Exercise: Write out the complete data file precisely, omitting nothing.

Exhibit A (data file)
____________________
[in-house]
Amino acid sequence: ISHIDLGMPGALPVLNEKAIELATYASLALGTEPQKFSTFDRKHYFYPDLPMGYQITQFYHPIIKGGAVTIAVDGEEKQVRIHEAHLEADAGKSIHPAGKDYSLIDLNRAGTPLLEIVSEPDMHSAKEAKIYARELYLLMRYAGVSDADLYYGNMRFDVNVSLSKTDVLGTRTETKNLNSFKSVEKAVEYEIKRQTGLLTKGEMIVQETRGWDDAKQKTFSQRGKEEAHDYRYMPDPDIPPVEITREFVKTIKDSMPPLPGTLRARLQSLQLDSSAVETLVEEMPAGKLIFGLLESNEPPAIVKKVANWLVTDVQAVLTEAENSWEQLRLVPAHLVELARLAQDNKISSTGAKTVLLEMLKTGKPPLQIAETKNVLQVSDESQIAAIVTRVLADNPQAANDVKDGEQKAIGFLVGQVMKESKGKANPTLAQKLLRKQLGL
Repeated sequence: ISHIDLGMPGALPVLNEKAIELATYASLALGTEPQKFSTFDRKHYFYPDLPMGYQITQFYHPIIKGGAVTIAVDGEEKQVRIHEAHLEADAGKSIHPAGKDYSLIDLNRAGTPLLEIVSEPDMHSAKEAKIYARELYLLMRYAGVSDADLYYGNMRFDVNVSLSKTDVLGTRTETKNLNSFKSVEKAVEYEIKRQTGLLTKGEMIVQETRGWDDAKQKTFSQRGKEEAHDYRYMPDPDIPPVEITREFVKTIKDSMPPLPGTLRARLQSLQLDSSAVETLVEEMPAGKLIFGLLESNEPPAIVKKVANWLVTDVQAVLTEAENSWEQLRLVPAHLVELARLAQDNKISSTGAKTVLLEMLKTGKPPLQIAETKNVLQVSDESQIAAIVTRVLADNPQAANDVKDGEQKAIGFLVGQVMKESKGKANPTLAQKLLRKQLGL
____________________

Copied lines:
[in-house]
Amino acid sequence: ISHIDLGMPGALPVLNEKAIELATYASLALGTEPQKFSTFDRKHYFYPDLPMGYQITQFYHPIIKGGAVTIAVDGEEKQVRIHEAHLEADAGKSIHPAGKDYSLIDLNRAGTPLLEIVSEPDMHSAKEAKIYARELYLLMRYAGVSDADLYYGNMRFDVNVSLSKTDVLGTRTETKNLNSFKSVEKAVEYEIKRQTGLLTKGEMIVQETRGWDDAKQKTFSQRGKEEAHDYRYMPDPDIPPVEITREFVKTIKDSMPPLPGTLRARLQSLQLDSSAVETLVEEMPAGKLIFGLLESNEPPAIVKKVANWLVTDVQAVLTEAENSWEQLRLVPAHLVELARLAQDNKISSTGAKTVLLEMLKTGKPPLQIAETKNVLQVSDESQIAAIVTRVLADNPQAANDVKDGEQKAIGFLVGQVMKESKGKANPTLAQKLLRKQLGL
Repeated sequence: ISHIDLGMPGALPVLNEKAIELATYASLALGTEPQKFSTFDRKHYFYPDLPMGYQITQFYHPIIKGGAVTIAVDGEEKQVRIHEAHLEADAGKSIHPAGKDYSLIDLNRAGTPLLEIVSEPDMHSAKEAKIYARELYLLMRYAGVSDADLYYGNMRFDVNVSLSKTDVLGTRTETKNLNSFKSVEKAVEYEIKRQTGLLTKGEMIVQETRGWDDAKQKTFSQRGKEEAHDYRYMPDPDIPPVEITREFVKTIKDSMPPLPGTLRARLQSLQLDSSAVETLVEEMPAGKLIFGLLESNEPPAIVKKVANWLVTDVQAVLTEAENSWEQLRLVPAHLVELARLAQDNKISSTGAKTVLLEMLKTGKPPLQIAETKNVLQVSDESQIAAIVTRVLADNPQAANDVKDGEQKAIGFLVGQVMKESKGKANPTLAQKLLRKQLGL